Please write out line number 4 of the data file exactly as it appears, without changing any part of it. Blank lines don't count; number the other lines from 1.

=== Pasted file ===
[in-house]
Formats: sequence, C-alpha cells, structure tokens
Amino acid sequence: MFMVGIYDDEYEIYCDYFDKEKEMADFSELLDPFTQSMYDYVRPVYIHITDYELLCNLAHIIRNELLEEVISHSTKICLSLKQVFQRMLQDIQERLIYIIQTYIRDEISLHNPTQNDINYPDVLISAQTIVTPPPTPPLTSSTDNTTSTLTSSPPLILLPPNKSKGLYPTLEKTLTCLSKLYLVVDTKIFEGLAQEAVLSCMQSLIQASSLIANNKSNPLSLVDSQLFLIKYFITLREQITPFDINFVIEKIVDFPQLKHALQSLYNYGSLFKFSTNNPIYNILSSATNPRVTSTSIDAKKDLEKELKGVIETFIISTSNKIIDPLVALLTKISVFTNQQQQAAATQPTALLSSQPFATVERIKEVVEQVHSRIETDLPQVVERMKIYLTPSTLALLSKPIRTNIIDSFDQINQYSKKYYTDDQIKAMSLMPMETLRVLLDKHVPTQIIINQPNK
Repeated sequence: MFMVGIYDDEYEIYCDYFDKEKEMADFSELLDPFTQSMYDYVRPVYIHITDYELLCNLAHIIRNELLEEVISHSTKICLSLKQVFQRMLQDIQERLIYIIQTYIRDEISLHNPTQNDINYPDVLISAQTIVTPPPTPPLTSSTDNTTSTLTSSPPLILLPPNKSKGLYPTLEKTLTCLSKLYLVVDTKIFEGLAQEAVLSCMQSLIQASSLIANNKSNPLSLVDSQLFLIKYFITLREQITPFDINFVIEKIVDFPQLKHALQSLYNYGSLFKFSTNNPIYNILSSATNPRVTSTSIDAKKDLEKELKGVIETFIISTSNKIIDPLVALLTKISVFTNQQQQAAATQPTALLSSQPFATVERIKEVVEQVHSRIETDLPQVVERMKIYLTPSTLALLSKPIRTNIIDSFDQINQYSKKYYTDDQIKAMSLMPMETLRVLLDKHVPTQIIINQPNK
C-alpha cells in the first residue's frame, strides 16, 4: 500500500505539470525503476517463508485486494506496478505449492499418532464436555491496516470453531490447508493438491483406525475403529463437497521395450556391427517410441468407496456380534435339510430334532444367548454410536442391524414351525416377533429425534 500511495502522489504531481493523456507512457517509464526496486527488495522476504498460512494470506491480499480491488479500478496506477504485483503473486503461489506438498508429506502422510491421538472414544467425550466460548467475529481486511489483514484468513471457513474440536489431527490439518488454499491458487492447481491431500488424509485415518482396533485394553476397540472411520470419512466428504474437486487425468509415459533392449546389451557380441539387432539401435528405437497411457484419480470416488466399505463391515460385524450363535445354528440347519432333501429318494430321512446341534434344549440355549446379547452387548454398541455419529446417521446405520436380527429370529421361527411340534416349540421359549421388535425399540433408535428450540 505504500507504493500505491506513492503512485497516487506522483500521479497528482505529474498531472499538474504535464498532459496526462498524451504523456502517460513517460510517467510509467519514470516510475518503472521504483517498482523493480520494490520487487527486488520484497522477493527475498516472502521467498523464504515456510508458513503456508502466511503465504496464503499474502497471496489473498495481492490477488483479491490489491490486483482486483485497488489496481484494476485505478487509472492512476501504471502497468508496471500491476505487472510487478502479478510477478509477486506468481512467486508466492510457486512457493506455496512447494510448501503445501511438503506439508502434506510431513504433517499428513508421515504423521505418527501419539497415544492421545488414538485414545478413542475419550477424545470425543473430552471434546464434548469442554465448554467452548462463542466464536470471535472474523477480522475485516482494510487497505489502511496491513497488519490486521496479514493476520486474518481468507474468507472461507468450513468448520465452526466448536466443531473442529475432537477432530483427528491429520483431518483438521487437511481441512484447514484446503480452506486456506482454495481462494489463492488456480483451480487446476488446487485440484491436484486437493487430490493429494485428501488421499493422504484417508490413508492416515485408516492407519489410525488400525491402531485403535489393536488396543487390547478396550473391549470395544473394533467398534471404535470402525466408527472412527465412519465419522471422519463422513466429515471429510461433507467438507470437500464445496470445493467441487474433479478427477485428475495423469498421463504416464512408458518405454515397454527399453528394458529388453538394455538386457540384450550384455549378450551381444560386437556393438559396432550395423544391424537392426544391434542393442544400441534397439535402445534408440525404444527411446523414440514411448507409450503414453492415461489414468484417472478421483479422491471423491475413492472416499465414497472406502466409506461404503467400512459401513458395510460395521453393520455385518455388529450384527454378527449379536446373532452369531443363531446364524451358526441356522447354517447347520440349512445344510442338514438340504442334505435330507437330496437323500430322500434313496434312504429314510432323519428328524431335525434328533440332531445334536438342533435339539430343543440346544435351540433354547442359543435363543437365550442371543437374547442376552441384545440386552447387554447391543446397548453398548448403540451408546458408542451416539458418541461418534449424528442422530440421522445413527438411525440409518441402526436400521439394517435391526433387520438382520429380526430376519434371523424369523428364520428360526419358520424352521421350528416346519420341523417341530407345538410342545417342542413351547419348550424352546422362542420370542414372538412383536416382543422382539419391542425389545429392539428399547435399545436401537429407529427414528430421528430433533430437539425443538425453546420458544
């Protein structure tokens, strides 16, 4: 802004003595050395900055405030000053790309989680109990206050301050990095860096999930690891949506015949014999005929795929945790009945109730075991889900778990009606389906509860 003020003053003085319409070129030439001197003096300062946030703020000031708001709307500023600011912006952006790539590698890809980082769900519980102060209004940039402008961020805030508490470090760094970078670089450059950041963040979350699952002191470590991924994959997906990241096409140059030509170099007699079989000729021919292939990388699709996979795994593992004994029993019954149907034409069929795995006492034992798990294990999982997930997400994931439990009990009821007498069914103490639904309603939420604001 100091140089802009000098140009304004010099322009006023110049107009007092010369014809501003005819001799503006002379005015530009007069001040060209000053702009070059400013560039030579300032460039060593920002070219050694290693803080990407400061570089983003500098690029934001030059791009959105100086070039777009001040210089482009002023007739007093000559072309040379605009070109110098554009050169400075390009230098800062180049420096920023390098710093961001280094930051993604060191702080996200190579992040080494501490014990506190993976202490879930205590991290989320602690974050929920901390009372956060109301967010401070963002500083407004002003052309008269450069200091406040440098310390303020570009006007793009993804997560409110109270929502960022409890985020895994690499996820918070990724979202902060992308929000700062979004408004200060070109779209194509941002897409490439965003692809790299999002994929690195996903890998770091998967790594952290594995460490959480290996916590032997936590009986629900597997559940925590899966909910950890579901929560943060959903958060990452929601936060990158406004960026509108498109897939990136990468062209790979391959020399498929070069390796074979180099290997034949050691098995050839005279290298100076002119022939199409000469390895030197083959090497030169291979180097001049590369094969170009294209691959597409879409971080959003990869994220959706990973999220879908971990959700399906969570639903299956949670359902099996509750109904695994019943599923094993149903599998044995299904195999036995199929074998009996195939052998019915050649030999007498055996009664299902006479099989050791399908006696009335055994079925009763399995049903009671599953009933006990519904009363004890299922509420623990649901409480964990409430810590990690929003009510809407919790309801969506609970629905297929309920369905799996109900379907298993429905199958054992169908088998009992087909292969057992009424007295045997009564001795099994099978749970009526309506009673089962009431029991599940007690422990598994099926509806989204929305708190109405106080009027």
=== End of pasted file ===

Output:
Repeated sequence: MFMVGIYDDEYEIYCDYFDKEKEMADFSELLDPFTQSMYDYVRPVYIHITDYELLCNLAHIIRNELLEEVISHSTKICLSLKQVFQRMLQDIQERLIYIIQTYIRDEISLHNPTQNDINYPDVLISAQTIVTPPPTPPLTSSTDNTTSTLTSSPPLILLPPNKSKGLYPTLEKTLTCLSKLYLVVDTKIFEGLAQEAVLSCMQSLIQASSLIANNKSNPLSLVDSQLFLIKYFITLREQITPFDINFVIEKIVDFPQLKHALQSLYNYGSLFKFSTNNPIYNILSSATNPRVTSTSIDAKKDLEKELKGVIETFIISTSNKIIDPLVALLTKISVFTNQQQQAAATQPTALLSSQPFATVERIKEVVEQVHSRIETDLPQVVERMKIYLTPSTLALLSKPIRTNIIDSFDQINQYSKKYYTDDQIKAMSLMPMETLRVLLDKHVPTQIIINQPNK